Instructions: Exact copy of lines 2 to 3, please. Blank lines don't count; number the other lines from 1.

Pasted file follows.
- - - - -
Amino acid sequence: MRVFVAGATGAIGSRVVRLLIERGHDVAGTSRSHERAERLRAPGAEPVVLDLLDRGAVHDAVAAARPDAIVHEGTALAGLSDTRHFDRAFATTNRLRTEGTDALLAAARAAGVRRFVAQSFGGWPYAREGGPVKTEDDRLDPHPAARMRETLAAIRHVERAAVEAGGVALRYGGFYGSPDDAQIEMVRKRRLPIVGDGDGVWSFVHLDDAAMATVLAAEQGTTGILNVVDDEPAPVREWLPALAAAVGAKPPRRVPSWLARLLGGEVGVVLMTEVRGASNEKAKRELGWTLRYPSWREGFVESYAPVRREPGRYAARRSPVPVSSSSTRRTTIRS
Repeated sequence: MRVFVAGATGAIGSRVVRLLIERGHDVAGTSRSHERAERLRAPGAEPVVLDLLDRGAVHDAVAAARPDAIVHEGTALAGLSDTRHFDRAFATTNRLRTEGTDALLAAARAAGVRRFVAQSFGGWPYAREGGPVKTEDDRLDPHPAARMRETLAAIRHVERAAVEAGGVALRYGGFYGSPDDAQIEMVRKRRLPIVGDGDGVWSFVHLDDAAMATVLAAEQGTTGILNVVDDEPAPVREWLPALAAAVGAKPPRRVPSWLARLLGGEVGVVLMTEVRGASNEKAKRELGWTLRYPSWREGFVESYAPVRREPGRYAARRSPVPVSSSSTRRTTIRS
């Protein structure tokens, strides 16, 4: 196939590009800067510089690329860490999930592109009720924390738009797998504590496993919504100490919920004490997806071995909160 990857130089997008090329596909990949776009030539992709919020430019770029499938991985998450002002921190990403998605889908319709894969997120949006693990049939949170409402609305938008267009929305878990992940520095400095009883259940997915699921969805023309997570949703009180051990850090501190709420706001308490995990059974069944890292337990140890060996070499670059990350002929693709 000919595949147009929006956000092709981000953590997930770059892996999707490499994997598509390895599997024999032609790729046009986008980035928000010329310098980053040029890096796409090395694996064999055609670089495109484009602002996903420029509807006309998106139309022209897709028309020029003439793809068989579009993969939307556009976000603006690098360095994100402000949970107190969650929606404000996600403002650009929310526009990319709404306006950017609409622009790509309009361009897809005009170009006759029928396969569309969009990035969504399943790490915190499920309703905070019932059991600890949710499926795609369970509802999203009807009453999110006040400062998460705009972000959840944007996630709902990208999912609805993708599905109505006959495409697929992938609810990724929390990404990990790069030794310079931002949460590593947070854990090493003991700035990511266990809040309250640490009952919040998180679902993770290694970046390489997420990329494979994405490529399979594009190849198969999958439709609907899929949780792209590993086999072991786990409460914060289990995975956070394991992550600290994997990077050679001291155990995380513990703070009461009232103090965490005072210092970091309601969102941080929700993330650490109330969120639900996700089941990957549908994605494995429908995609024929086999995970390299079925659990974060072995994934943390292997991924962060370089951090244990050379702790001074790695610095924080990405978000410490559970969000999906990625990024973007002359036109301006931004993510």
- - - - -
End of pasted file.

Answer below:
Repeated sequence: MRVFVAGATGAIGSRVVRLLIERGHDVAGTSRSHERAERLRAPGAEPVVLDLLDRGAVHDAVAAARPDAIVHEGTALAGLSDTRHFDRAFATTNRLRTEGTDALLAAARAAGVRRFVAQSFGGWPYAREGGPVKTEDDRLDPHPAARMRETLAAIRHVERAAVEAGGVALRYGGFYGSPDDAQIEMVRKRRLPIVGDGDGVWSFVHLDDAAMATVLAAEQGTTGILNVVDDEPAPVREWLPALAAAVGAKPPRRVPSWLARLLGGEVGVVLMTEVRGASNEKAKRELGWTLRYPSWREGFVESYAPVRREPGRYAARRSPVPVSSSSTRRTTIRS
């Protein structure tokens, strides 16, 4: 196939590009800067510089690329860490999930592109009720924390738009797998504590496993919504100490919920004490997806071995909160 990857130089997008090329596909990949776009030539992709919020430019770029499938991985998450002002921190990403998605889908319709894969997120949006693990049939949170409402609305938008267009929305878990992940520095400095009883259940997915699921969805023309997570949703009180051990850090501190709420706001308490995990059974069944890292337990140890060996070499670059990350002929693709 000919595949147009929006956000092709981000953590997930770059892996999707490499994997598509390895599997024999032609790729046009986008980035928000010329310098980053040029890096796409090395694996064999055609670089495109484009602002996903420029509807006309998106139309022209897709028309020029003439793809068989579009993969939307556009976000603006690098360095994100402000949970107190969650929606404000996600403002650009929310526009990319709404306006950017609409622009790509309009361009897809005009170009006759029928396969569309969009990035969504399943790490915190499920309703905070019932059991600890949710499926795609369970509802999203009807009453999110006040400062998460705009972000959840944007996630709902990208999912609805993708599905109505006959495409697929992938609810990724929390990404990990790069030794310079931002949460590593947070854990090493003991700035990511266990809040309250640490009952919040998180679902993770290694970046390489997420990329494979994405490529399979594009190849198969999958439709609907899929949780792209590993086999072991786990409460914060289990995975956070394991992550600290994997990077050679001291155990995380513990703070009461009232103090965490005072210092970091309601969102941080929700993330650490109330969120639900996700089941990957549908994605494995429908995609024929086999995970390299079925659990974060072995994934943390292997991924962060370089951090244990050379702790001074790695610095924080990405978000410490559970969000999906990625990024973007002359036109301006931004993510």